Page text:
[Papercut Press] 2000-12-04 - Dying Christians

1 Corinthians 15:31, "I die daily."

In Kuala Lumpur, Malaysia, something strange is happening to the country's executioners manning the gallows. Three people in the last two years have accidentally hanged themselves while clowning around. The most recent mishap occurred when the executioner prepared for an upcoming sentence and slipped the noose around his neck. Apparently he wanted pictures taken of himself standing on the gallows when the trap door gave way, breaking his neck instantly.

In the above verse, Paul says that he dies daily. In several ways we, like Paul, also die daily as part of the experience of living in faith. One way Paul daily died that most of us do not experience was in being in constant jeopardy of losing his life because of his occupation of preaching the gospel.

But there are other reasons why Paul uses this phrase. We like Paul die daily because our bodies are mortal. Death is invading us. Every year, every day brings us closer to the end of our mortal lives. We die daily.

Paul also died daily in another way that we should emulate. He died to sin. There is a great passage on dying to sin in Romans 6:1-11, which ends in verse 11 with, "Even so consider yourselves to be dead to sin, but alive to God in Christ Jesus." This is the discipline which is commonly called, "crucifying the flesh," or "Mortification," or "Sanctification." Paul engaged in this and we should also by dying daily.

Lastly, Paul died daily by being ready to meet death when it came to him. He died daily by his willingness and desire to die giving glory to God through his life. It has been said that the sum of human wisdom is to keep ourselves from being surprised by anything, but that the sum of divine wisdom is to keep from being surprised by death. I am not so sure about that but I am sure that when Paul was writing this verse he was much like us. He did not know when his death would take place. He did not know how it would occur. For many death does not always announce itself with a warning of sickness.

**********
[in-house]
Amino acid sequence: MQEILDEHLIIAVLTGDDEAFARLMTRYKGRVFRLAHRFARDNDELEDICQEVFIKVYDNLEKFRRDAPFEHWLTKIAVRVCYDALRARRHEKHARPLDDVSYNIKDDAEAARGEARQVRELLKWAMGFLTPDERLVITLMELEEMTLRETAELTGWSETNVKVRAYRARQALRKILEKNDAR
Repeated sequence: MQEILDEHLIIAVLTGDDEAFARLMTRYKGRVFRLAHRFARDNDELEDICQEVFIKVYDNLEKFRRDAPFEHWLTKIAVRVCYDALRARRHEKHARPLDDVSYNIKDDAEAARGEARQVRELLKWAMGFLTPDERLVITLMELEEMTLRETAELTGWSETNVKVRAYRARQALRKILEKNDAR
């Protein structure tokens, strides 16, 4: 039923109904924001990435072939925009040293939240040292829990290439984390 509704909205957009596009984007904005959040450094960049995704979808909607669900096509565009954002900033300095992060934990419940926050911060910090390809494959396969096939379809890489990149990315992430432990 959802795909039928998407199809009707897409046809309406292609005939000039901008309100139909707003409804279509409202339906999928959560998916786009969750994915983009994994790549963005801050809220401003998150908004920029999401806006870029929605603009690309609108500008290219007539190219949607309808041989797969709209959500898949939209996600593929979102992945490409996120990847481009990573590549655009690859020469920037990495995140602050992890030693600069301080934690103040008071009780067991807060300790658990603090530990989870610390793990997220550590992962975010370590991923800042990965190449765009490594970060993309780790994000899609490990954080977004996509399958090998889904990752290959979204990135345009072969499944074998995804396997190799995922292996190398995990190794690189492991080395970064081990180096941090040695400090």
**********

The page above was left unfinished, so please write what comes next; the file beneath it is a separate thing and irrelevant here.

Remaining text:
Charles V, Emperor of Germany lived out his final years in Spain. He had a large tomb constructed there. On a planned day he had all his staff march in a funeral procession to the tomb. The Emperor followed. When he arrived at the tomb he was laid in a coffin, the doors were closed, and he remained there for some time. Eventually he returned to his residence filled with reflective thoughts about his future.

Maybe Charles V, went a little too far, but the lesson he sought to drive home to himself is also useful to us. Death must take place for us. It is wise to think about it. It would go far in quenching our pride to take a moment and view ourselves as we will be viewed by others when we have gone to be with the Lord. These thoughts may even be used to lead us to use the time we have left more wisely.

In preparing to write this today I came upon a poem that was designed to be placed of a dining room table. It is by William Geddes who was a Pastor in Scotland and this is from a book a his poetic work printed in 1683.

Thou may'st well know by these thy fresh supplies,
Thy body's brittle, and at last it dies.

This earthly food doth hastily decay;
Seek for that meat, which doth endure for ay,

That Heavenly Manna which can thee revive,
Though thou wert dead, and make thee ever live.

Soli Deo Gloria,
T-

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